Christians are required by the Lord of the Church to think, speak and act in ways that are God- honouring, biblically obedient and motivated by the Christian values of love, mercy and justice. Unfortunately, perpetrators of crimes often seek out churches because they are welcoming, while Christians can also backslide into serious sin. Accordingly, the Presbyterian Church of Eastern Australia, in applying the principles of God’s Word, has adopted this fuller Safe Church Policy and the associated Code of Conduct for Church Workers.
This policy is a public document highlighting our resolve to maintain a safe church for all who attend our ministries. It is a privilege to serve Christ in working with all those who entrust themselves to our care, particularly children and young people, as we help them to become and to mature as disciples of Jesus Christ.
However with this privilege comes responsibility. We have a high calling to protect the vulnerable among us, especially the young, and it comes from the Lord Jesus Himself.
“Let the little children come to me, and do not forbid them; for of such is the kingdom of God. Assuredly, I say unto you, whoever does not receive the kingdom of God as a little child will by no means enter in.” And He... blessed them.’ Mark 10: 14-16.
Just as those first century children felt safe and secure with Jesus, so all children should feel safe and secure in our care. Their parents should also feel confident in leaving their children with us, knowing that we shall protect them from harm, whilst sharing the love of Christ in word and deed.
Parents have the primary responsibility to teach and to protect their children and they need to be assured that church leaders will similarly teach good things and protect their children. Church leaders undertake their task with responsibility towards parents and towards God.
This policy seeks to fulfil the expectations of parents as well as society in these matters. These are set down in state laws but biblical standards are even higher, particularly when it comes to the care of children (including the unborn), the disabled and the elderly.
2. A Biblical Perspective
Firstly we recognise that sin not only affects our relationship to God but also our relationships with one another. The Bible defines and deals with the problem of sin as the root
cause of the abuse and miseries we see in society. The institutional church is not free from such abuse as it is comprised of sinful people at varying levels of Christian commitment. But the church should be conforming to God’s standards.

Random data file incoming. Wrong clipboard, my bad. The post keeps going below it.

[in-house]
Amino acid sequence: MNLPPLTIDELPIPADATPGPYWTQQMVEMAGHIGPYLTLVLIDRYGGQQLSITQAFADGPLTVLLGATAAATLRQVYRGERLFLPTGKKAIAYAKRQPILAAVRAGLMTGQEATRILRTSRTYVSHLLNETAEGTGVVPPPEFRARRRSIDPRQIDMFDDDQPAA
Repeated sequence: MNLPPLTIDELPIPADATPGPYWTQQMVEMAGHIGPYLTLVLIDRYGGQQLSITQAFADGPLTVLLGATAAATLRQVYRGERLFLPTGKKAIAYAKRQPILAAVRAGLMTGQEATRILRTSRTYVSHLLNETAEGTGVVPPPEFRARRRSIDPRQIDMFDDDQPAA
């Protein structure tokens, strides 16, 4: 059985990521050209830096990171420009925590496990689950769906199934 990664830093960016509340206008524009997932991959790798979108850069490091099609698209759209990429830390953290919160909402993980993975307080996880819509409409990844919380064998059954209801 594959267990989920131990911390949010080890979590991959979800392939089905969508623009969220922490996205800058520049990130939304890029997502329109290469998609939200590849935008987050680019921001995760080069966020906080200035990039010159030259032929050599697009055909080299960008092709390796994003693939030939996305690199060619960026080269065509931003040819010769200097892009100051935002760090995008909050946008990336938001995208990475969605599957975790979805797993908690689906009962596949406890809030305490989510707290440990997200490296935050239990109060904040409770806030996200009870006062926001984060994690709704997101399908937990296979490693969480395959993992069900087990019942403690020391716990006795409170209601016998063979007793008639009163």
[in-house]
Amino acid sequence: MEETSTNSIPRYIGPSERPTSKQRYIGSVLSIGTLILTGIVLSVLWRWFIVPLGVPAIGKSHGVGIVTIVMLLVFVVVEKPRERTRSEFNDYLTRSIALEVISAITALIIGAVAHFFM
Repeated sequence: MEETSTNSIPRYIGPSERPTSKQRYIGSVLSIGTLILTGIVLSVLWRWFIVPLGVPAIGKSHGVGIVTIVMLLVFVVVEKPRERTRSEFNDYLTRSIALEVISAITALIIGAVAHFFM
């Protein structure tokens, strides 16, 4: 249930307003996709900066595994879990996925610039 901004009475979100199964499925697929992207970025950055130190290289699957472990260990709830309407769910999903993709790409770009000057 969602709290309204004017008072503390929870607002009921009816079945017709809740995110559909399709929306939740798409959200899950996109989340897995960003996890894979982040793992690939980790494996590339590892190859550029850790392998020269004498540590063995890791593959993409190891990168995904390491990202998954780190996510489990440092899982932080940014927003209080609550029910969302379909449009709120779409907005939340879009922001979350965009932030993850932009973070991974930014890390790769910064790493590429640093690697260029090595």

In His teaching summarising the Ten Commandments, Jesus said, ‘You shall love your neighbour as yourself’ (Luke 10:27). Jesus pronounced severe punishment upon anyone bringing offence or harm to ‘one of these little ones’ (Luke 17:2). The church therefore should always be ready to help the poor, the young and the vulnerable and to defend them from harm and exploitation. This teaching underlies our Safe Church practices.
In the law given through Moses there were many regulations designed to provide for, and to protect, ‘the stranger, the fatherless and the widow’ (Deuteronomy 14:29, 24:17-22, 26:12-13, 27:19, Psalm 82:3-4, Isaiah 1:17, Jeremiah 7:5-7, 22:3, Zechariah 7:9,10). This law reflected the heart of God himself, and Jesus reflected the same heart of love. He was moved with compassion for the widow of Nain (Luke 7:13), and for little children (Matthew 19:14). James writes, ‘Pure and undefiled religion before God and the Father is this: to visit orphans and widows in their trouble, and to keep himself unspotted from the world.”(James 1:27).
Biblical standards include those of justice as well as mercy. These standards make provision for false allegations of abuse, either mistaken or deliberate, which may arise in the Church. This is also a serious offence (Deuteronomy 19:16-21) as persons falsely accused in public can suffer loss of reputation and health. Therefore, when an accusation is made it is important that we, as a church, judge with righteous judgment (Proverbs 17:15). ‘The house of God, which is the church of the living God, (is) the pillar and ground of truth’ (1Timothy 3:15).